Blog: Elliott Review was not blocked, insists Defra
Dean Best | 18 August 2014
In his initial findings, Prof. Elliott called for food crime unit to be set up within the FSA
The UK government today (18 August) brushed off a claim in The Guardian that the Elliott review into the country's supply chain - announced in the wake of the horsemeat scandal last year - had been blocked.
The Department for Environment, Food and Rural Affairs told just-food Professor Chris Elliott's inquiry into the UK's food supply would be published "shortly".
Prof. Elliott published his initial findings last December, when he claimed the UK food industry was "too vulnerable" to fraud and he insisted work was needed to tackle what he called "food crime". The interim findings included setting up a dedicated "food crime unit" within the UK's Food Standards Agency.
The Guardian claimed on Friday the Elliott Review had been blocked amid concerns within government over the inquiry's findings and the possible impact on public confidence. According to the newspaper, the conclusions of the final report echo Prof. Elliott's initial findings. The report was to be published on 22 July but was blocked by the new Environment Secretary Liz Truss after the cabinet reshuffle, The Guardian claimed, citing anonymous sources.
However, Defra today brushed off the report. "This is simply wrong, the Elliott Review will be published shortly, when it can be put before Parliament. There has never been any attempt to block it," a spokesperson told just-food.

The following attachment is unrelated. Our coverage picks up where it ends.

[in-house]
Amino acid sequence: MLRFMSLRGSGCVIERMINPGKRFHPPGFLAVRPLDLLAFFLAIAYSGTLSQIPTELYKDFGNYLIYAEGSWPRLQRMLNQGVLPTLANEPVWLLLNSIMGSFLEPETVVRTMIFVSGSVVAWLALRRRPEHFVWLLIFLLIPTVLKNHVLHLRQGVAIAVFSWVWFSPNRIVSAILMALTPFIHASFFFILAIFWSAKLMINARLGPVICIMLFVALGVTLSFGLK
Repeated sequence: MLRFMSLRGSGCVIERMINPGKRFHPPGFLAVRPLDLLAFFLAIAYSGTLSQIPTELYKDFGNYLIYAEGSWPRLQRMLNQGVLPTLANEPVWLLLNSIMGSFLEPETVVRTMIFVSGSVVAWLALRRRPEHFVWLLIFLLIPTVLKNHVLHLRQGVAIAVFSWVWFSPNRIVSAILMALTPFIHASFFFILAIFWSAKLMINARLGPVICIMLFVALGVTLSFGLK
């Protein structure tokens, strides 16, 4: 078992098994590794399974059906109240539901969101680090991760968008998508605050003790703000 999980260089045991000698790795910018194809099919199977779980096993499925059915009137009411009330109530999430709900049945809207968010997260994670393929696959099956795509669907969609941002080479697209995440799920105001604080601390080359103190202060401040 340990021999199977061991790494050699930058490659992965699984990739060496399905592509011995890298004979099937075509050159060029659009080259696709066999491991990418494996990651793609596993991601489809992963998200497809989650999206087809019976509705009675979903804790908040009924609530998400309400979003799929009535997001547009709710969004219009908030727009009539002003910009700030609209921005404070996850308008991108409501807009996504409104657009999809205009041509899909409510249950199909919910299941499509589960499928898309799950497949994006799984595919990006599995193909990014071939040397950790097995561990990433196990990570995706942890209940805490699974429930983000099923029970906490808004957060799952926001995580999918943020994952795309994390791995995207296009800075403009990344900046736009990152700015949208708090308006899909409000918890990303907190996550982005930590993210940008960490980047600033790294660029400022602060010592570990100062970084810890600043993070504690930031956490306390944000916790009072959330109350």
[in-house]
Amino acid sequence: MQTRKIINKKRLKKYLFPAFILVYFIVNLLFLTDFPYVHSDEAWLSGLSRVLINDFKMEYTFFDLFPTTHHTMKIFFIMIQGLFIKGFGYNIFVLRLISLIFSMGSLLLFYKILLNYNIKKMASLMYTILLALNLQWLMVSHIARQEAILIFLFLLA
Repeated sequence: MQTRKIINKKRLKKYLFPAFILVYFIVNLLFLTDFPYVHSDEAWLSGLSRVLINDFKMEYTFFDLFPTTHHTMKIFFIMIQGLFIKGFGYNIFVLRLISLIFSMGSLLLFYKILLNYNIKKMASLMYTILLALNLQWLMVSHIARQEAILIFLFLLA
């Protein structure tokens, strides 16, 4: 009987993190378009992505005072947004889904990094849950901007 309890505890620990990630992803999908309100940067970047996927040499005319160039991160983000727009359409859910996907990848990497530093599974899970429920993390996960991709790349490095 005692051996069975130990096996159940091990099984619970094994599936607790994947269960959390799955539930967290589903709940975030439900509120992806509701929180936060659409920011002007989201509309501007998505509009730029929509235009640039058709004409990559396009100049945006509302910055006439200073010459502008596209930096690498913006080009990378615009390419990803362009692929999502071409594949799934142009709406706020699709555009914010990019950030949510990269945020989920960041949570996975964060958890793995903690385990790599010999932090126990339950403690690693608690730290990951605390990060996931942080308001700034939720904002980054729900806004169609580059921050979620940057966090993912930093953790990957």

Publication has to wait until MPs are back from their summer break as the review will be published in Parliament, allowing members to comment on its findings. However, the Defra spokesperson would not be drawn on an exact date.
Speaking to just-food this morning, Prof. Elliott said: "I'm very keen to see publication of my report in the near future and have had no information suggesting that this won't be the case."
Additional reporting by Ben Cooper.
Sectors: Baby food, Bakery, Canned food, Cereal, Chilled foods, Commodities & ingredients, Condiments, dressings & sauces, Confectionery, Dairy, Dried foods, Fresh produce, Frozen, Ice cream, Meat & poultry, Natural & organic, Seafood, Snacks, Sustainability & the environment, World foods
Wow. Your correspondent is penning this blog following precious little sleep after the combination of a humid night in London and the emergence of the most significant event in UK history since 1945 m...
The last three Unilever CEOs have joined present chief executive Paul Polman in writing to the company's staff to warn the group's UK operations would be "negatively impacted" by the country leaving t...
- Rabobank's early view on Brexit impact on food
- How local model protects Nestle - interview
- Brexit sparks uncertainty for UK food - comment
- Quorn Foods confident in prospects - interview
- Kellogg uses Kashi to finally join party - comment
- Brexit – Live reaction from food industry
- Nestle names new CEO
- Brexit - UK food trade body issues warning
- Brexit – UK farmers warn of food price spike
- Brexit – US confirms commitment to TTIP with EU
- Top Trends in Snacks, Confectionery, and Desserts; Exploring consumer and innovation trends in key categories
- Frozen Bakery Products Market by Type, Distribution Channel, & by Region - Global Trends & Forecast to 2020
- Singapore Food and Drink Report Q3 2016
- Fast Food in India
- Country Analysis Report: Saudi Arabia, In-depth PESTLE Insights